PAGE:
Mitchel Stangl started Stangl Associates in 1995 and made 3D modeling a cornerstone of their practice. He knew he had come across the right tool when he found SketchUp in 2001. "For the first time," he says, "I could model electronically as fast as I could sketch by hand."
Stangl Associates works in process plant design. Trained as a mechanical engineer, Stangl claims the adoption of SketchUp was mostly due to its intuitive operator interface and simplicity. In Stangl's opinion, "SketchUp's intuitiveness comes from its ability to always relate back to basic geometric principles. It's geometry-driven instead of menu-driven, and even engineering colleagues who 'don't do CAD' pick up SketchUp very quickly."
Stangl Associates uses SketchUp throughout their entire workflow. “We skip paper sketches and go right into 3D modeling. Traditional Process Flow Diagrams and spatial requirements, and general arrangements, are developed in tandem for all projects using SketchUp. That way we can determine the equipment specifications and project estimate much earlier in the design process and with greater accuracy,” says Stangl. “We start our models with simplified equipment and building elements. As the process and equipment components are selected we refine the model. In other words, we start with a conceptual model and end up with a highly detailed model. All construction drawings are based on this one model.”
"SketchUp has eliminated the traditional back-and-forth client drawing review and red-lining process. These days we meet online with a client and review the model prior to the creation of the drawings. The SketchUp model allows the clients to quickly understand the design, instead of leafing through a stack of drawings to piece together the design elements. We often model design iterations immediately online, as the client comments, rather than after the meeting, saving subsequent meetings and design time," says Stangl.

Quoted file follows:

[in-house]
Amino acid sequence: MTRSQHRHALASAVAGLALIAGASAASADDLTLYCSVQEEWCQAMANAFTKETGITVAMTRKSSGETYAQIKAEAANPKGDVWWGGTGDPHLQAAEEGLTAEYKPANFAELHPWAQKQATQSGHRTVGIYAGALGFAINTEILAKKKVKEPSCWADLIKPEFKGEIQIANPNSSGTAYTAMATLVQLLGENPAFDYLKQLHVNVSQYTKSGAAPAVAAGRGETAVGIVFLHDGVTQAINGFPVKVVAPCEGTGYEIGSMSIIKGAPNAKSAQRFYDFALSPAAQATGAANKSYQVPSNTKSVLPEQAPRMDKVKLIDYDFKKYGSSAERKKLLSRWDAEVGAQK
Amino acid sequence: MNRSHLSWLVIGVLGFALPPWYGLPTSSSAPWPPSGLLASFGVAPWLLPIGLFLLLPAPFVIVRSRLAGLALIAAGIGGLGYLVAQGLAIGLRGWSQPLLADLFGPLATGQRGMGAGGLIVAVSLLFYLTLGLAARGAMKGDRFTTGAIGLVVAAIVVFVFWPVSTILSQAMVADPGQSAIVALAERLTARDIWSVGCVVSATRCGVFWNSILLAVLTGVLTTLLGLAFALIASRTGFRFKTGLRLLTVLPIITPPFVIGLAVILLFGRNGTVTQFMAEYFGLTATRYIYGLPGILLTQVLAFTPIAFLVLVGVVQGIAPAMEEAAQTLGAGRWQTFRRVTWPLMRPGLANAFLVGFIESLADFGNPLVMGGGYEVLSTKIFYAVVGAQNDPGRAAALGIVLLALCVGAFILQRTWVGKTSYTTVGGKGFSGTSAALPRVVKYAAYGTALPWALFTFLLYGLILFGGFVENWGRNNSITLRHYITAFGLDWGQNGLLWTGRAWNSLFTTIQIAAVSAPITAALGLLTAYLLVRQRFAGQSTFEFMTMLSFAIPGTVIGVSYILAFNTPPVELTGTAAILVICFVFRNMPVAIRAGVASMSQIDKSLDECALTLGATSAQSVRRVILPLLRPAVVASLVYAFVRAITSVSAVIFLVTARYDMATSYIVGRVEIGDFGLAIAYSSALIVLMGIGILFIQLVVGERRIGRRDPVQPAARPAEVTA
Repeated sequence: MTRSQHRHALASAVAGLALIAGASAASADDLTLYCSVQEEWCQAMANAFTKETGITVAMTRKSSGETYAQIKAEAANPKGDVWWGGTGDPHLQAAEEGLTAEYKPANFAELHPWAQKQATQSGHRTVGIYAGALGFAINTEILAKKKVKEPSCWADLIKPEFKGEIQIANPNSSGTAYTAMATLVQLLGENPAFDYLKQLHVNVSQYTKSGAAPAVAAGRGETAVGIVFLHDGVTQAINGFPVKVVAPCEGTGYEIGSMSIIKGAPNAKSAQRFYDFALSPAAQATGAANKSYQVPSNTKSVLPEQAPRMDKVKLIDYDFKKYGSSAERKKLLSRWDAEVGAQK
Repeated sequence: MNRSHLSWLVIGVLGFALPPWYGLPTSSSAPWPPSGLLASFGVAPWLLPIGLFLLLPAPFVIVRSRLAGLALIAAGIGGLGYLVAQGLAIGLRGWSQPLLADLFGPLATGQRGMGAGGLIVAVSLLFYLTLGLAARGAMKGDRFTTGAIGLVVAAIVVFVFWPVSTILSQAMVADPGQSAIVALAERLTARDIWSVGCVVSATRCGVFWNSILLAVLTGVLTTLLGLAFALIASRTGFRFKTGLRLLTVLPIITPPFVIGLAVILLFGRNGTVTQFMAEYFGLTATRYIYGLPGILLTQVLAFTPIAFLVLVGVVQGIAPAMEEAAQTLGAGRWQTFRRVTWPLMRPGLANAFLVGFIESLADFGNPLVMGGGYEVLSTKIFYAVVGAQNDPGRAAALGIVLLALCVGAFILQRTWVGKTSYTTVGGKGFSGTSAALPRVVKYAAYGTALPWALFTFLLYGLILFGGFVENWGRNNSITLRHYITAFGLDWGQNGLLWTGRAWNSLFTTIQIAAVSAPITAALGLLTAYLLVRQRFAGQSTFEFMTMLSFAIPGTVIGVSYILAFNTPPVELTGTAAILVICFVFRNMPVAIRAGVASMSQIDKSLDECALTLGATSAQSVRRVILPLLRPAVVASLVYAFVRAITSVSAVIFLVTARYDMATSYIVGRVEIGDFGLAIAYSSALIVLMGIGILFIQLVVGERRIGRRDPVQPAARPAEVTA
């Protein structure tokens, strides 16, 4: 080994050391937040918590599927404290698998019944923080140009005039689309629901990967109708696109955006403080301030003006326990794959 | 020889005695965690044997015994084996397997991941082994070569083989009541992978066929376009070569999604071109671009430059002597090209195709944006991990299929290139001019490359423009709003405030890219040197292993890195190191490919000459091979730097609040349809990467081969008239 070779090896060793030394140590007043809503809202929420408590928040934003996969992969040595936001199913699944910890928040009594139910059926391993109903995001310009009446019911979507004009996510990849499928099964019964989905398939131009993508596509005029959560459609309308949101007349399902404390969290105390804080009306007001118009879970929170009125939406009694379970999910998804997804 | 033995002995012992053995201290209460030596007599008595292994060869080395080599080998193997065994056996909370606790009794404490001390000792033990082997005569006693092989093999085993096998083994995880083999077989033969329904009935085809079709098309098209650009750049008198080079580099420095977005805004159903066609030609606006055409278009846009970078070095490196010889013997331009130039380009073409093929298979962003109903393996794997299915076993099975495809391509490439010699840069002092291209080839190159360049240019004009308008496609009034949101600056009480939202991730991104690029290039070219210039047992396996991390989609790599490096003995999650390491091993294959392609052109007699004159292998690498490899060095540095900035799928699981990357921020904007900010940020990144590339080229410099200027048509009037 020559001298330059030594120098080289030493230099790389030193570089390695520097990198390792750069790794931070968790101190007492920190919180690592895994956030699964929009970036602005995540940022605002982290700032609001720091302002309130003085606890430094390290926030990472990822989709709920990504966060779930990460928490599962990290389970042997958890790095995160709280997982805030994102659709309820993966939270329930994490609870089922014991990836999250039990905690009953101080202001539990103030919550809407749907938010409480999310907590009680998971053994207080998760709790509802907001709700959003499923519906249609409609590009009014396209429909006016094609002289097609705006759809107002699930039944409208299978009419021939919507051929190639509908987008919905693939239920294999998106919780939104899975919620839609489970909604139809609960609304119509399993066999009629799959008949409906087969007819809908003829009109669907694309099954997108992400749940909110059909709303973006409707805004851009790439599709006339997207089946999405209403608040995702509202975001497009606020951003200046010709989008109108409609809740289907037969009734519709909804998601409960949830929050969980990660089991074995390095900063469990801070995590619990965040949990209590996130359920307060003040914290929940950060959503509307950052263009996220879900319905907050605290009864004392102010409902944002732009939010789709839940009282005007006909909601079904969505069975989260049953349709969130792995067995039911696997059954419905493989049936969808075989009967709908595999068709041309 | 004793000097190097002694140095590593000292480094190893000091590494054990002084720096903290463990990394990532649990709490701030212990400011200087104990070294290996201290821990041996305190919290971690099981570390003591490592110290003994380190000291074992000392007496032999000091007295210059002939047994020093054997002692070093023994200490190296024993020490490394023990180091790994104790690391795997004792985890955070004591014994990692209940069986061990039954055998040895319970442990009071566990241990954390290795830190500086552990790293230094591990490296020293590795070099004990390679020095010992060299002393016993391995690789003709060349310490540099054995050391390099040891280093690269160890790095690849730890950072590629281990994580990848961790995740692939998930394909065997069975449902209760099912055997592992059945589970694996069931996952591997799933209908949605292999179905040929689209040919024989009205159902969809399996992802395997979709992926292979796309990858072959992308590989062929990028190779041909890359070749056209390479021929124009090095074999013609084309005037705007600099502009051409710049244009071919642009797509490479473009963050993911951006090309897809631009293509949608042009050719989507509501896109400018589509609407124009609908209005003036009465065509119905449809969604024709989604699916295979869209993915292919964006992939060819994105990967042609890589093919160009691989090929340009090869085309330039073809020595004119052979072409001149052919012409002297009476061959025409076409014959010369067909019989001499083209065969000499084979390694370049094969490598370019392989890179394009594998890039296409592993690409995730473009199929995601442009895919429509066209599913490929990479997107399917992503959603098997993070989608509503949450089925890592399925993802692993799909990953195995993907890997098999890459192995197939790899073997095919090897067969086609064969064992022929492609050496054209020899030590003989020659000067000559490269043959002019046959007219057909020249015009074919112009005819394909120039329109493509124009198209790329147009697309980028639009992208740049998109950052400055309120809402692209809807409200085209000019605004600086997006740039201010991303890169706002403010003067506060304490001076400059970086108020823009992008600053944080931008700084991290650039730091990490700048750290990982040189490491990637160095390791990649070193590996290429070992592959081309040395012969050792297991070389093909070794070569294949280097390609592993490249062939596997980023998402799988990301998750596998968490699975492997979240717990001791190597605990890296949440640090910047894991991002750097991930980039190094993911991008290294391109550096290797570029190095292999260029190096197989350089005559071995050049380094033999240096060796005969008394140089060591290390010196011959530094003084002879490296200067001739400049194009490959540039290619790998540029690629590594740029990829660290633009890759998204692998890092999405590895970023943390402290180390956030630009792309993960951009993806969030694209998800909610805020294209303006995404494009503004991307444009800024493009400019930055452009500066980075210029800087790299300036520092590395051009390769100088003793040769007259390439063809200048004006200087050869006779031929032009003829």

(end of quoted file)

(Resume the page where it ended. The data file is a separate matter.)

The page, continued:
"We spend about half of the project time actually designing the process. Actual modeling tasks take up only 10% of a project, but the model is constantly used in the design process as a PIM (Project Information Model) and for communication. Everyone in my office feels that modeling and design are one and the same, because for us, they are so tightly linked. The other half of the project is setting up construction documents" says Stangl.
Once the fundamental design is complete, the team will export the SketchUp model to a DWG model or import the model into LayOut to create construction documents. “We have used AutoCAD for CDs historically, but since the release of LayOut 2, we have started using LayOut for CDs,” says Stangl. “The drawing presentation in the program is impressive. The layOut has also decreased the time required to create CDs because of the tight integration between SketchUp and LayOut.”
"At the end of the day," says Stangl, "The models and CDs we create are based on the same information, the SketchUp model. This model is reviewed with our client thoroughly and we, therefore, have minimized or eliminated design changes and construction change orders. SketchUp's geometry-driven modeler makes it accessible to everyone on the team, and there's a joy to being in a model and working on it.”